January 22, 2019

Maggots in the Meat Case at Noe Valley Whole Foods

It’s hard to say what is worse, that there were live maggots in the meat case of the Noe Valley Whole Foods, or the store’s response to the unsanitary discovery.  A meat clerk told KRON-4 news that when he arrived at work the Monday before last,  he was shown the maggots, more then 40 of them.

Petri Dish“It was pretty bad,” meat clerk Marc Melancon, told the station. I could “actually see maggots underneath the plastic right near the meat that I was selling inside the case,”  he said. But meat sales continued throughout the day.

What’s more, the San Francisco health department said the store claimed only one dead maggot had been found, that it was not in contact with the meat and that the case was cleaned Monday, Tuesday and Friday, according to the news report. Going on that information, the department did not believe there was a public health threat.

The meat case passed an inspection on Friday, but health officials told the store that the floor drain beneath the case could have been the source of the problem and needed to be cleaned. When inspectors returned Monday, the floor drains had not been cleaned. Store management said there had been a miscommunication.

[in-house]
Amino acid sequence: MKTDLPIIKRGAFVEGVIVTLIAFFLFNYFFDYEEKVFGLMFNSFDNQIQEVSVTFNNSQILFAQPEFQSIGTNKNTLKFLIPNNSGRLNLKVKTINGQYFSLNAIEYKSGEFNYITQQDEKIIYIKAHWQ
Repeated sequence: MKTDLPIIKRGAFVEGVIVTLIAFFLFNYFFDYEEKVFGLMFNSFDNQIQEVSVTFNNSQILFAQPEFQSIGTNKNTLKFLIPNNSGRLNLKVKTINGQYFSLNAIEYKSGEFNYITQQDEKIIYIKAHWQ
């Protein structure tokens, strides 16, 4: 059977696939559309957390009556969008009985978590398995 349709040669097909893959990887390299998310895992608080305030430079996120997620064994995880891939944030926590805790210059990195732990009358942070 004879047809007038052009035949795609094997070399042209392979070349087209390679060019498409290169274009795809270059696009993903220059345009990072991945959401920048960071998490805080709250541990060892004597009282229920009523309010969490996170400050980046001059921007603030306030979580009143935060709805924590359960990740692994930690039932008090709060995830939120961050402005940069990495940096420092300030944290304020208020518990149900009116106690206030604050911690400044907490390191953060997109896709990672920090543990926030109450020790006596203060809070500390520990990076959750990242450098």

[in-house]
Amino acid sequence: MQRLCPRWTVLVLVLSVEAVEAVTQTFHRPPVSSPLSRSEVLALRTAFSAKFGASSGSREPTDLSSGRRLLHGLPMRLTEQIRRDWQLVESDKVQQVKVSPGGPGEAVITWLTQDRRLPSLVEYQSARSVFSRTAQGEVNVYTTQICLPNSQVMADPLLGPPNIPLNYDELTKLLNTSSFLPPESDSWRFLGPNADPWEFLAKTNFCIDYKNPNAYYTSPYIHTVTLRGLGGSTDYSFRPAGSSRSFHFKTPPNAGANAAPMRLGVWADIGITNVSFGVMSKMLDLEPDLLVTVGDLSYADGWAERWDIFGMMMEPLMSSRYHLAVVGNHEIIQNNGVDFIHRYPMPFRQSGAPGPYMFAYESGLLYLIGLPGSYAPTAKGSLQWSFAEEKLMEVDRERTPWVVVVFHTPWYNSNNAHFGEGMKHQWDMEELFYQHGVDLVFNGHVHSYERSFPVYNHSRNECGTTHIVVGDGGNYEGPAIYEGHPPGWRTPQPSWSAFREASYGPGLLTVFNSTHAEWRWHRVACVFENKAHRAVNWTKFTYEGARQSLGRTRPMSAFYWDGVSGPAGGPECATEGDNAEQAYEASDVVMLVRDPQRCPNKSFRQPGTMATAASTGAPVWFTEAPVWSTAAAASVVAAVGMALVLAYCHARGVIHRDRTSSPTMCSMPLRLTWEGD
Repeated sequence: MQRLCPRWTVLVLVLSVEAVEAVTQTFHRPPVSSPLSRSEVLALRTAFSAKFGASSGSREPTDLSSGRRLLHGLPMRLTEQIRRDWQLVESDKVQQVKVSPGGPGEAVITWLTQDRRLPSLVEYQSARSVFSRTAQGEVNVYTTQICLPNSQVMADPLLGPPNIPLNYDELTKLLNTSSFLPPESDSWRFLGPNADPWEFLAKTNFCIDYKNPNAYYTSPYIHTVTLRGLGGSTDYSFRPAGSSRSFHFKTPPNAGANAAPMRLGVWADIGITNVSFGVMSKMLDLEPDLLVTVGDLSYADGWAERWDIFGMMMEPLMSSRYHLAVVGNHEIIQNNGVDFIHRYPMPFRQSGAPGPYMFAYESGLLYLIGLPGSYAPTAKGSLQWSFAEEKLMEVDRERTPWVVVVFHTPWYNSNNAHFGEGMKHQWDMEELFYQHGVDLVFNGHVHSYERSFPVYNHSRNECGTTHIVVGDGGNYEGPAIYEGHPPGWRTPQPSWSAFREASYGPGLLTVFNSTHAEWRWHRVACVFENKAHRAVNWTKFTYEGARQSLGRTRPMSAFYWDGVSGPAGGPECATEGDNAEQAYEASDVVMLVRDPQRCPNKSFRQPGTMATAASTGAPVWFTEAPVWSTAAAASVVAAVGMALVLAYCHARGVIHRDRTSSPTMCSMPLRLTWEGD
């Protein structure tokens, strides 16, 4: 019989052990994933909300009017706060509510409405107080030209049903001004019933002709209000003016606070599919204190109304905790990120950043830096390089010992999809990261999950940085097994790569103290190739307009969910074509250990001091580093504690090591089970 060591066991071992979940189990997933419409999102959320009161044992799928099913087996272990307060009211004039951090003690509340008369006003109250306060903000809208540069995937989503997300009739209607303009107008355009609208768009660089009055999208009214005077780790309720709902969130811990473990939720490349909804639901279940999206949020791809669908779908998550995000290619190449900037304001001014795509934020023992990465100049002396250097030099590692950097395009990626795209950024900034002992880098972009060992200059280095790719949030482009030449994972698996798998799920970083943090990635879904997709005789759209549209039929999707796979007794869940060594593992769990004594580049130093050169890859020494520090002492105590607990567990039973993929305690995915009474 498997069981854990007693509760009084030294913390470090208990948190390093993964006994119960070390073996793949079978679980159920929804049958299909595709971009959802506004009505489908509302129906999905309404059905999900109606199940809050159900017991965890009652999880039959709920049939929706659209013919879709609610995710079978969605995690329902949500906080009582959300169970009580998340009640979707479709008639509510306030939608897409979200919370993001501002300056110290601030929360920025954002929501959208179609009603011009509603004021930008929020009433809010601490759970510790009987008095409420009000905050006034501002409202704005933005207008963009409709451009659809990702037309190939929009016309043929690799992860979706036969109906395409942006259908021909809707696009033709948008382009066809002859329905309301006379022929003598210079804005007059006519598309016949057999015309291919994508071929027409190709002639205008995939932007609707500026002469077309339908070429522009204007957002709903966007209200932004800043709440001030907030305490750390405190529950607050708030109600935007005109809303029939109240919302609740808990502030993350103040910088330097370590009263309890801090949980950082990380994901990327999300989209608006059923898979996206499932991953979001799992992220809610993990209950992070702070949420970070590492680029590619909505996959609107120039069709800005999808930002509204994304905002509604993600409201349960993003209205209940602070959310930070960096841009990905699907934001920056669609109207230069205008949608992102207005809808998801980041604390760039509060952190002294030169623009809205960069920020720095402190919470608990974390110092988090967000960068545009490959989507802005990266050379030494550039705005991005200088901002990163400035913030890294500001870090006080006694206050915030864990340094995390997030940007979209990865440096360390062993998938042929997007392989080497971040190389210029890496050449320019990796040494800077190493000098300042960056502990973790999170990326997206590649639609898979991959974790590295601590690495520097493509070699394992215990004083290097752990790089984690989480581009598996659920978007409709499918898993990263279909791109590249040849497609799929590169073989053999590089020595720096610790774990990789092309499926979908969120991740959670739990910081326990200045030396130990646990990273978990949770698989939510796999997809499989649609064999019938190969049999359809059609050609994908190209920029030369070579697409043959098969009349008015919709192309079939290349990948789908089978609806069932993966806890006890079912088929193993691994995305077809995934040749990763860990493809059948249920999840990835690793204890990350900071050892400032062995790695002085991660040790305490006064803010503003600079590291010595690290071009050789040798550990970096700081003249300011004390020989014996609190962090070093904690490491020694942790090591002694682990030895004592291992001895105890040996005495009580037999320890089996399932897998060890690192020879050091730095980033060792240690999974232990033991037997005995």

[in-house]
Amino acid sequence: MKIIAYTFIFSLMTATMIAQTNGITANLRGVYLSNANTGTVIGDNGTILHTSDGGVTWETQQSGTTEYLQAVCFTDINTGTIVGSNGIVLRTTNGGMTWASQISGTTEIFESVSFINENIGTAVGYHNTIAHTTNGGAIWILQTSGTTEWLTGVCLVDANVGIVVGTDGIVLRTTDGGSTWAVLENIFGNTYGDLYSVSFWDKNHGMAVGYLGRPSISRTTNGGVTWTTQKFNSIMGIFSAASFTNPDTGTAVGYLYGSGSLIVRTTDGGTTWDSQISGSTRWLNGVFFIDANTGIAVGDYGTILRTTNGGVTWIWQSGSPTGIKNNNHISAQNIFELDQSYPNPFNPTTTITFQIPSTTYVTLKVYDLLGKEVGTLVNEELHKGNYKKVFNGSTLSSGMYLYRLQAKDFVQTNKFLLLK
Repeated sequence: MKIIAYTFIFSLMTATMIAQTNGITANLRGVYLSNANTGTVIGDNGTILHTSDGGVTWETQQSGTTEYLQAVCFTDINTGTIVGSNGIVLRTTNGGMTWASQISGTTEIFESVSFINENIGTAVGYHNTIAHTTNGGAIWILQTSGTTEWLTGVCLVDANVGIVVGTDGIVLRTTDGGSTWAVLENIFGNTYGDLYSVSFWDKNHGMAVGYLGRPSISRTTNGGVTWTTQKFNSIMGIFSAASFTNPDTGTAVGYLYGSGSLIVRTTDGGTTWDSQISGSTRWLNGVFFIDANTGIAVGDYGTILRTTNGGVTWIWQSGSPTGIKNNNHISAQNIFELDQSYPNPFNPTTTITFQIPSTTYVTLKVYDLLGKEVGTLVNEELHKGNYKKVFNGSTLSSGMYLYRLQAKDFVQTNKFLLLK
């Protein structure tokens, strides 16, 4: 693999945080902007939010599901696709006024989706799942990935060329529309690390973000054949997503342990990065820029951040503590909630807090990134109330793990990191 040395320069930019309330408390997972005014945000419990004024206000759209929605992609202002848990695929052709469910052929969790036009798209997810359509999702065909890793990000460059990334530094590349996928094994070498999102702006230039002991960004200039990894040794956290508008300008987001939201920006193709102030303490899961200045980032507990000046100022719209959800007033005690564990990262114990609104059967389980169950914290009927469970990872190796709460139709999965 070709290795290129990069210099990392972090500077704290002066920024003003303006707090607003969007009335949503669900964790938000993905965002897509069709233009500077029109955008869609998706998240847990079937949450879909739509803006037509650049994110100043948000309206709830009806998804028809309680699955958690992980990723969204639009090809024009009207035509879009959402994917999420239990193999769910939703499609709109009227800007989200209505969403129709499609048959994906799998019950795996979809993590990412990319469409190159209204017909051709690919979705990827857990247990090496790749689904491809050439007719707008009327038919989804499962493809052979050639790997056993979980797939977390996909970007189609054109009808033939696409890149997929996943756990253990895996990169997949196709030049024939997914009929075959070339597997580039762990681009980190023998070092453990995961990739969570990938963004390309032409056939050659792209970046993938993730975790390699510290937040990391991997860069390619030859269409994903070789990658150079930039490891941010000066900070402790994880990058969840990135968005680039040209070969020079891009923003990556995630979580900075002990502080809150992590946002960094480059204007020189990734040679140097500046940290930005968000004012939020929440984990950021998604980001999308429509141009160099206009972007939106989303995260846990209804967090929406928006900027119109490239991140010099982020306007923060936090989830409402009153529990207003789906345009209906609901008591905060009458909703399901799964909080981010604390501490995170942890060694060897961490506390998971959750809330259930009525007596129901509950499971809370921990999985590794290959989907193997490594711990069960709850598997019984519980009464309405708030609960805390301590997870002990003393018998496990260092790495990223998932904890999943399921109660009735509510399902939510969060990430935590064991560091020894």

The store says the main thing is that cases are clean. But not everyone is having such an easy time moving on.  “Morally and mentally I’ve been having issues since Monday about my actions on actually selling meat because I don’t want to put anybody in risk,” Melancon told KRON-4.  “I actually want to apologize to anybody I can or any person I sold meat to.” If only his employers felt the same.


  1. Tami K. Hastings says:

    “But meat sales continued throughout the day.” “When inspectors returned Monday, the floor drains had not been cleaned.”
    It seems to me that the store management / department persons in charge need to revisit food safety management principles including: due diligence (noun) the care that a REASONABLE person exercises to avoid harm to other persons or their property.

  2. Mike Vaupel says:

    Aside from the meat casing being dirty, the refrigeration unit (compressor) for the meat case is probably broken. The meat case should be no higher than 40 degrees F, and a lower temperature would be better, say between 35 and 39. Fly eggs are what turn into maggots, and flys don’t like cold temps, so check the meat case temp. after you clean the case people. WAKE UP to common, everyday sanitation principles.

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